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Archive of February 6, 2012

Hundreds of Paraguay teachers unite against abortion

Asunción, Paraguay, Feb 6, 2012 (CNA) - More than 500 teachers participating in the Catholic Teachers Congress in Paraguay rejected abortion and same-sex unions amid efforts to legalize both in neighboring countries such as Argentina.

In his message to the teachers during the Feb. 1-2 event in Asuncion, Archbishop Pastor Cuquejo said that the family is where education begins and where children are formed in their consciences.

“For this reason we defend the family made up of one man and one woman, who should do whatever necessary to provide comprehensive well being to their children,” the archbishop said.

He added that abortion and same-sex unions undermine the family, which is essential for society to exist and thrive. “If we weaken the family, we weaken society,” Archbishop Cuquejo said.

Congress member De los Santos Lima Huerta also weighed in and urged teachers not to give in to new tendencies in the country to impose sexual education on students.

He encouraged them to dialogue with students and said parents should take the lead in the education of their children. Families, and not the state or schools, are the primary educators of children, he said.

Parents should talk to their children and help them “to learn about their sexuality and not be afraid about confronting today’s situations,” Huerta emphasized.

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Cardinal warns Honduran president of increasing violence

Tegucigalpa, Honduras, Feb 6, 2012 (CNA) - Cardinal Oscar Andres Rodriguez of Tegucigalpa urged Honduran president Porfirio Lobo to recognize the widespread violence and growing poverty afflicting the country.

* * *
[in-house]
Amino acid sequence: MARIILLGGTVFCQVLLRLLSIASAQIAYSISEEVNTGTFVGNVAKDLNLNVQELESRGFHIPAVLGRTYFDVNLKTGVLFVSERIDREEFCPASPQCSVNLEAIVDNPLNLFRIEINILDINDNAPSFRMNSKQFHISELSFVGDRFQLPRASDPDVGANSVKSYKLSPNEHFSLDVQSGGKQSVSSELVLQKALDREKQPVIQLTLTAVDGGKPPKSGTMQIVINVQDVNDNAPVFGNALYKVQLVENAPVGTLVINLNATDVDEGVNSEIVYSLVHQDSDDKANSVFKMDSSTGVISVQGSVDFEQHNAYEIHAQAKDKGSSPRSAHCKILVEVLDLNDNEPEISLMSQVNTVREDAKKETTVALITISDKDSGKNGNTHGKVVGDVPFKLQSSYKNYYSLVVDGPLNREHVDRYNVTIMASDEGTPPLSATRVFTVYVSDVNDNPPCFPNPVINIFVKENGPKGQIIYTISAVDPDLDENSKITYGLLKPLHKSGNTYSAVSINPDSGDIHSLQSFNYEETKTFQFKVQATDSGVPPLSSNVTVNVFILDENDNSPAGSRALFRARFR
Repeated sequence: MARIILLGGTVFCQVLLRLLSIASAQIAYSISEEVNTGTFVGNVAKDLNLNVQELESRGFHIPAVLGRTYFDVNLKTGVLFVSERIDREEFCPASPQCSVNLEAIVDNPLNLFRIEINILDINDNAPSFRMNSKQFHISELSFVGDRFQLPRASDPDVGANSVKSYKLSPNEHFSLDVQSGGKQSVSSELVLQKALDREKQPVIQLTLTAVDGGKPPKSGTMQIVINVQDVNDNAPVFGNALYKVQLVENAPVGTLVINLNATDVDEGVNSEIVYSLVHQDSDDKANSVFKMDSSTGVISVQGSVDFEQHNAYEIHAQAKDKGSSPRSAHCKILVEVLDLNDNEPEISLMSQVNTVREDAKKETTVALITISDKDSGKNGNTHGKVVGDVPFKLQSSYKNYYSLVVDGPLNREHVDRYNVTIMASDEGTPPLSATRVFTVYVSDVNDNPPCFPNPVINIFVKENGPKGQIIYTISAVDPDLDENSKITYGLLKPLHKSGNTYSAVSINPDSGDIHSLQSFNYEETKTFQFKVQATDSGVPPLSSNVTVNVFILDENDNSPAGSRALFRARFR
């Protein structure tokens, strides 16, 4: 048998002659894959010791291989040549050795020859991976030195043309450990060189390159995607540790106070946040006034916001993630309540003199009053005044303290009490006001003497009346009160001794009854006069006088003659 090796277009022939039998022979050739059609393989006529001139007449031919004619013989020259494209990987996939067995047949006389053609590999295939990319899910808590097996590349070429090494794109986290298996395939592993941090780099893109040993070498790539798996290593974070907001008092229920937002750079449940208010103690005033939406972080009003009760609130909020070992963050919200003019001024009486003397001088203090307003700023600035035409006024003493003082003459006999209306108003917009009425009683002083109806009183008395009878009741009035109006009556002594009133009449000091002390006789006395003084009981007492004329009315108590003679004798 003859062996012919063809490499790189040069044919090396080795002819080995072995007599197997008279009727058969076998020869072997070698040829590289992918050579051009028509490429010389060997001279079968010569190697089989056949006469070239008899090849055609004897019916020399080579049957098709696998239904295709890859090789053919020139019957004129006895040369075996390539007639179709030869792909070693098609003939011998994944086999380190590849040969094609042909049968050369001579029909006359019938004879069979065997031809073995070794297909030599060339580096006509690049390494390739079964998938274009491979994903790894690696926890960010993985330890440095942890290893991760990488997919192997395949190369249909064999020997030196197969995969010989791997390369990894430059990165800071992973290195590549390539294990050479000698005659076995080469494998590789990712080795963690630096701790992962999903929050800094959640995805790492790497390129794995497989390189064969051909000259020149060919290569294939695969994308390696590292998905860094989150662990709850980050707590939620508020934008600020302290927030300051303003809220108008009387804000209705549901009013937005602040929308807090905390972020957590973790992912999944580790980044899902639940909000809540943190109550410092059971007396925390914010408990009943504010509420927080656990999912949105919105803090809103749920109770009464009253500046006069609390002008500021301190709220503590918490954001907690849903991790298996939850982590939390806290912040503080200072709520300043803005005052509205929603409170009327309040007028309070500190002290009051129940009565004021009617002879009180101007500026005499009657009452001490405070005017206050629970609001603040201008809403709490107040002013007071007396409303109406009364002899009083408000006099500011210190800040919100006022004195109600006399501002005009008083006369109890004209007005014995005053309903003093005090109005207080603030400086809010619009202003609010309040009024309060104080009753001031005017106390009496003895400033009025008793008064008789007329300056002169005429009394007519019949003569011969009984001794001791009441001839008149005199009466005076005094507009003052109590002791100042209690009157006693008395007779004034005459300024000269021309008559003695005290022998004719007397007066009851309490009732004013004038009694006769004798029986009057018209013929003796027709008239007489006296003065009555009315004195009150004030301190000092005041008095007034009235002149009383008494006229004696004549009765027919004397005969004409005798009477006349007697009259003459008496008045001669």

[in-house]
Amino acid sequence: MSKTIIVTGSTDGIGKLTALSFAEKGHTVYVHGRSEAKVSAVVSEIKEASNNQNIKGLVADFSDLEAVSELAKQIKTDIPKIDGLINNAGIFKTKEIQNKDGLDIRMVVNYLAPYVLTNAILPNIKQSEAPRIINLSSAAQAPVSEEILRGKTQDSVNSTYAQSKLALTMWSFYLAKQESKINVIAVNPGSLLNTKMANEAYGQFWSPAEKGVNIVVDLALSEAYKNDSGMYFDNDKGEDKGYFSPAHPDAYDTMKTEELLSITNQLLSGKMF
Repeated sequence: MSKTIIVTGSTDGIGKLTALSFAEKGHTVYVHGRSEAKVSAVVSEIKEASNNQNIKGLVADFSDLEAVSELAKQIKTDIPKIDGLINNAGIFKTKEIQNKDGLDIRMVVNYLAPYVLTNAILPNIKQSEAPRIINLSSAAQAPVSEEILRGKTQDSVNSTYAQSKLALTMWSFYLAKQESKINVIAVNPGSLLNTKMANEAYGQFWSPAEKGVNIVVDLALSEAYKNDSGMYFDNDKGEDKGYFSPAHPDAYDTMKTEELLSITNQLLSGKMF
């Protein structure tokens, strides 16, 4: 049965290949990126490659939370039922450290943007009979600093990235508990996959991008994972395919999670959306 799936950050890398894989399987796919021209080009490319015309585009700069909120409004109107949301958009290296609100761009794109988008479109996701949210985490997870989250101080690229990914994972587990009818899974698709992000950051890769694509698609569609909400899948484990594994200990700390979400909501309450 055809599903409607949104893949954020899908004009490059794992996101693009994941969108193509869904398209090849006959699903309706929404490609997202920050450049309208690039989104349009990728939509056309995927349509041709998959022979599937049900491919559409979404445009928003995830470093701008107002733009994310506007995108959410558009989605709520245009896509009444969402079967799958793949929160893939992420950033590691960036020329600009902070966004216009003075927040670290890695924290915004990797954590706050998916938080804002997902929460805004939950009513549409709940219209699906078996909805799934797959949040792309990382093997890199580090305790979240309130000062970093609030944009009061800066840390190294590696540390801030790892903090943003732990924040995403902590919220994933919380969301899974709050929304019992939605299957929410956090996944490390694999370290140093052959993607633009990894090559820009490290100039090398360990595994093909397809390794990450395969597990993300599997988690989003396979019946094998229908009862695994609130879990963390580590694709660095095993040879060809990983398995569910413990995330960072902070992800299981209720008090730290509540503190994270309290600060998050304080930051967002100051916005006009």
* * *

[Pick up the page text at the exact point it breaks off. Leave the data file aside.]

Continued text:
“Our homeland is bleeding painfully,” he said on Feb. 3, “because of the ferocious violence, because of the growing poverty and lack of respect for life, the breakdown of the family, corruption in the police force, the impact of the drug trade subculture, unstoppable migration and religious confusion.”

Cardinal Maradiaga made his comments during the celebration of the 265th anniversary of the discovery of Our Lady of Suyapa, the patroness of Honduras. President Lobo, as well as other government officials, took part in the event.

“We must not be overcome by evil, but rather we must overcome evil with good,” the cardinal noted during his remarks. “We cannot live in fear and held hostage in our own homes, tormented by a collective psychosis consisting of fear, insomnia, nightmares and mourning.”

Honduras is becoming one of the most violent countries in Central America and one of the most dangerous for journalists, according to the organization Reporters without Borders. Since Lobo took office in January of 2010, more than 17 journalists have been killed.

Over 6,700 people were murdered in Honduras from January to December of 2011, according to data from the National Autonomous University of Honduras.

Despite this, Cardinal Maradiaga said Honduras is not “the worst country” or “the most violent,” but he said the country needs to recover its “legitimate self-esteem, knowing that the majority of the Honduran people want what is good and want to respect life.”

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Vatican City’s government rejects corruption allegations

Vatican City, Feb 6, 2012 (CNA/EWTN News) - The body responsible for the governance of the Vatican City State is denying claims of corruption leveled by its former deputy governor, Archbishop Carlo Maria Viganò.